Tracy Miller Guest columnist
December 9, 2013
The problems with the healthcare.gov website offer a glimpse of the way the Affordable Care Act (ACA) is likely to fail at accomplishing its most important goals: providing affordable, high-quality health care to all Americans, without increasing the deficit. The ACA is the latest of a series of attempts by the federal government to use subsidies and regulations to make health care affordable for all Americans regardless of their health status. The ACA, like the regulations and subsidies that came before, only increase the problems resulting from the incentives created by our health care system. If Congress repealed the ACA, along with other regulations and subsidies that distort the market for health care, health care could become more affordable and provide better quality than it ever will be under the rules and subsidies of the ACA.
A major problem with our health care system is that it costs much more to insure people with major health problems than it does to insure the majority who are in reasonably good health. If health insurance premiums were determined by the market, they would be affordable for most who are in good health, but unaffordable for many who have serious health problems. Over the years, governments have used a variety of regulations and subsidies to make it easier for sicker members of the population to afford health insurance.
One way that the cost of health insurance is kept down for sicker people is through employer-sponsored health insurance plans. Although these plans arose in response to wage controls during World War II, they have grown in importance because of tax deductions and a variety of regulations. If the tax deduction was not limited to group health insurance plans offered by employers, many of the healthiest workers would buy their own low-cost health insurance in exchange for a higher wage from their employers, who would save the cost of premiums on those workers.
Employer-sponsored insurance (ESI) works well for those working for large corporations. One drawback is that it discourages workers from changing jobs, particularly if they develop a health condition that will increase the likelihood that they will incur major health care expenses. To keep premiums from rising for ESI plans, health insurers may choose not to cover pre-existing conditions of newly hired workers. To protect those who change jobs from not being covered, several state governments require ESI plans to cover pre-existing conditions, sometimes allowing a short waiting period following the hiring of a worker.
Small companies that provide ESI have an incentive to hire only healthy workers if regulations do not permit insurance companies to exclude pre-existing conditions from the coverage they offer. A small firm also has an incentive to find an excuse to lay off a worker who develops costly health problems while employed, since insurers are likely to raise premiums for firms whose workers incur higher health costs.
Because all of the existing subsidies and regulations are not enough to keep those with chronic health problems from facing premiums that are much higher than average, the ACA requires insurance companies to provide full coverage for everyone who applies, regardless of health status, and prohibits companies from varying premiums except based on age or whether the insured smokes. It includes an individual mandate so that healthy people will not opt out of buying insurance. The greater the percentage of healthy people paying premiums, the lower the premiums for everyone, including those with chronic illnesses.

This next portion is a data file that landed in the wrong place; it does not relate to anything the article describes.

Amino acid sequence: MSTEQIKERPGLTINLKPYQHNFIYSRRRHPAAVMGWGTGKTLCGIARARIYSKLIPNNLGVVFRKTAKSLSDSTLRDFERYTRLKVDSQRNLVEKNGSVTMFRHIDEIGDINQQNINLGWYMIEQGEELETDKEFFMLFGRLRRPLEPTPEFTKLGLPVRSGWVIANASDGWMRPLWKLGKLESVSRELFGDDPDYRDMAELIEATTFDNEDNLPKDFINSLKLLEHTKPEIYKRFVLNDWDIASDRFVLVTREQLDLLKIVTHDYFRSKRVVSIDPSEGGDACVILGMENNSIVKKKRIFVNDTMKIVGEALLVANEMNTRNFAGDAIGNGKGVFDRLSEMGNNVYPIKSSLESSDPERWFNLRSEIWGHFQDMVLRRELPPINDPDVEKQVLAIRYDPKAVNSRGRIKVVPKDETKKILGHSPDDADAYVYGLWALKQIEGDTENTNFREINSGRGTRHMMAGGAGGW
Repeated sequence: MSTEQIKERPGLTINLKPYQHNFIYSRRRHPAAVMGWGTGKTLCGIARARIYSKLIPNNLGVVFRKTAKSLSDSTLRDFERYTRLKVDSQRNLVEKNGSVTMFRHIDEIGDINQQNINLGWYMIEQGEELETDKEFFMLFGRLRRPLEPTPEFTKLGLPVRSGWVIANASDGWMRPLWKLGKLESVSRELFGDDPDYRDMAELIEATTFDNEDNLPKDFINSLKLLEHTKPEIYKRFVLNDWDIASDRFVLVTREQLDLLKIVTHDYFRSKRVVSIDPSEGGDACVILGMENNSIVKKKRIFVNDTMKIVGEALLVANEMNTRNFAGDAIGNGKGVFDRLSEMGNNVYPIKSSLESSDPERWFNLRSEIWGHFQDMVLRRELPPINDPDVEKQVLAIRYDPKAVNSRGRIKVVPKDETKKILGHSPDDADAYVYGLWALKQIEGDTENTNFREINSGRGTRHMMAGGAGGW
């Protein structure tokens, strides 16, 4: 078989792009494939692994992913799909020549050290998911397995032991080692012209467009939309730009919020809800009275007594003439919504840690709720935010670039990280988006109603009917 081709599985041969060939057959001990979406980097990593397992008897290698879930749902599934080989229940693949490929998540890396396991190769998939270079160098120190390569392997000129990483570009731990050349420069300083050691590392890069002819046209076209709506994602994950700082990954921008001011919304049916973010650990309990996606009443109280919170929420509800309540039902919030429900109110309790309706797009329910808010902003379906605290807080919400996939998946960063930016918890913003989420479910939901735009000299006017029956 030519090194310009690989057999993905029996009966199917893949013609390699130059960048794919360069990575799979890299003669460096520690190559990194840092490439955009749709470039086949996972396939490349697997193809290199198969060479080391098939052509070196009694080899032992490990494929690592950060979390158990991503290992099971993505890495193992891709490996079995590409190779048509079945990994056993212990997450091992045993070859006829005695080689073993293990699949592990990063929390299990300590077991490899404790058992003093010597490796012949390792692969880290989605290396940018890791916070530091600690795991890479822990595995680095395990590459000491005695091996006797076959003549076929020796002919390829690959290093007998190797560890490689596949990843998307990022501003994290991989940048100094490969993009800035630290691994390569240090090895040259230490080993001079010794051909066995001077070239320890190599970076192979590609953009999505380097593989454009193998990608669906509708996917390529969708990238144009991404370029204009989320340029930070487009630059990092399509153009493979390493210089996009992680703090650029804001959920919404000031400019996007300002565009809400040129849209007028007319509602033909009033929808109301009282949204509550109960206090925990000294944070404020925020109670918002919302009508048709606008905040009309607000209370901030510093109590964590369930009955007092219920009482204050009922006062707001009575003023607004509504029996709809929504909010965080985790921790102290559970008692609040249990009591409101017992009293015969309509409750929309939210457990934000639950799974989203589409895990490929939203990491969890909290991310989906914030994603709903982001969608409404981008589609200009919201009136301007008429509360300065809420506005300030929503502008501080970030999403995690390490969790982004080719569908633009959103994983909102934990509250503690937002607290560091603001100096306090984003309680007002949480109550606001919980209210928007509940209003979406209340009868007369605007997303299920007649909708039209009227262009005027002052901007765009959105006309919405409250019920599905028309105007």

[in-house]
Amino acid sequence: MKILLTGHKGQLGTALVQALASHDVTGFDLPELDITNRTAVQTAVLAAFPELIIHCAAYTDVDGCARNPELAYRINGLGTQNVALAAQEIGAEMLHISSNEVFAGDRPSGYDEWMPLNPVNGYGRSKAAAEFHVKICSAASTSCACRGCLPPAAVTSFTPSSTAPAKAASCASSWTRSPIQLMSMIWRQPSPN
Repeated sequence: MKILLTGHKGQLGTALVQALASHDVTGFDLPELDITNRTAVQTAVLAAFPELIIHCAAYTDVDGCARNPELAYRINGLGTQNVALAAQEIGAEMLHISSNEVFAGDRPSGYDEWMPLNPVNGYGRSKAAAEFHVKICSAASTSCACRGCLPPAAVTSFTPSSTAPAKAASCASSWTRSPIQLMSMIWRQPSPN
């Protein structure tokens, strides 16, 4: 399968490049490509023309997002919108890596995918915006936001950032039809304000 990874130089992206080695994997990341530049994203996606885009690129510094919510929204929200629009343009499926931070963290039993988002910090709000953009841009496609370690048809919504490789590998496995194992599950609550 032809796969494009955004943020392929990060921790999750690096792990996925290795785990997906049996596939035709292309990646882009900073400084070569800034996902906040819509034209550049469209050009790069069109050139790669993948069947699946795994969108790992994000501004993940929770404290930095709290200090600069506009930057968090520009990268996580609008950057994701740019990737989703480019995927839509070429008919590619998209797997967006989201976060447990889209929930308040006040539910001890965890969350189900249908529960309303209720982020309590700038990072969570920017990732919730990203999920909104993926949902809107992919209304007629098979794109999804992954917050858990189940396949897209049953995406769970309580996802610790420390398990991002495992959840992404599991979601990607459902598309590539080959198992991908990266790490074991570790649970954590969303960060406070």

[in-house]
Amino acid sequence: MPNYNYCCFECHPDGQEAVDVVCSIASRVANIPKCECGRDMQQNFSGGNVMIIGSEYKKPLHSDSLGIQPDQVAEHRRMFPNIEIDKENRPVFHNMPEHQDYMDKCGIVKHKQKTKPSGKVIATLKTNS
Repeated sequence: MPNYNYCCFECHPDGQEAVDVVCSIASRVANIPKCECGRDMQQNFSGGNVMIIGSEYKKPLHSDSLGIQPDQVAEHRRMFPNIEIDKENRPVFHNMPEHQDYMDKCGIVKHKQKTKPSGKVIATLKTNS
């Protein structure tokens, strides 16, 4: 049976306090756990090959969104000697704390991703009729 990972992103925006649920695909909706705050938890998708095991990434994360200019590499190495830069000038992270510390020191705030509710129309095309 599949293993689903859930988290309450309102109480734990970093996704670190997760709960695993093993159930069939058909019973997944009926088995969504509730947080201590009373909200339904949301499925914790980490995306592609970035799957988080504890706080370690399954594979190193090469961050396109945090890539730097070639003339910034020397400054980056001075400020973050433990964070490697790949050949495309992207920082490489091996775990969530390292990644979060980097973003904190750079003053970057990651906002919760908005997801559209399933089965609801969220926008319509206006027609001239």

No existing government regulation or tax policy has succeeded in preventing many of those with high health risks from being charged more for their health insurance. Even with its mandate, it is doubtful that the ACA will succeed at providing insurance that enables those with chronic health conditions to pay the same prices as everyone else and still receive high-quality health care. Government may be able to force insurance companies to provide affordable coverage to high-risk people, but without adequate incentives, don’t be surprised if the insurance pays for care from a very limited network of health care providers, severely limiting the options of high-risk clients.
Rather than fighting market forces, the best way to promote affordable health care is to allow entrepreneurs competing in the market to devise a solution that would make it profitable for insurance companies to cover those with high health care costs. One solution, proposed by the Heritage Foundation, is health status insurance, whereby people insure against declines in their health status. If early in their lives people could pay extra for insurance against developing a chronic health condition in the future, then insurance companies could afford to cover everyone regardless of what happens to their health over their lives. Premiums for health status insurance would be affordable, even if set high enough to compensate insurance companies for the expected cost of providing high quality care for chronic illnesses, which some fraction of their clients would develop later in their lives.
Affordable health care remains the goal. To get there, let’s leave it to the free market.
Dr. Tracy C. Miller is an associate professor of economics at Grove City College and fellow for economic theory and policy with The Center for Vision & Values.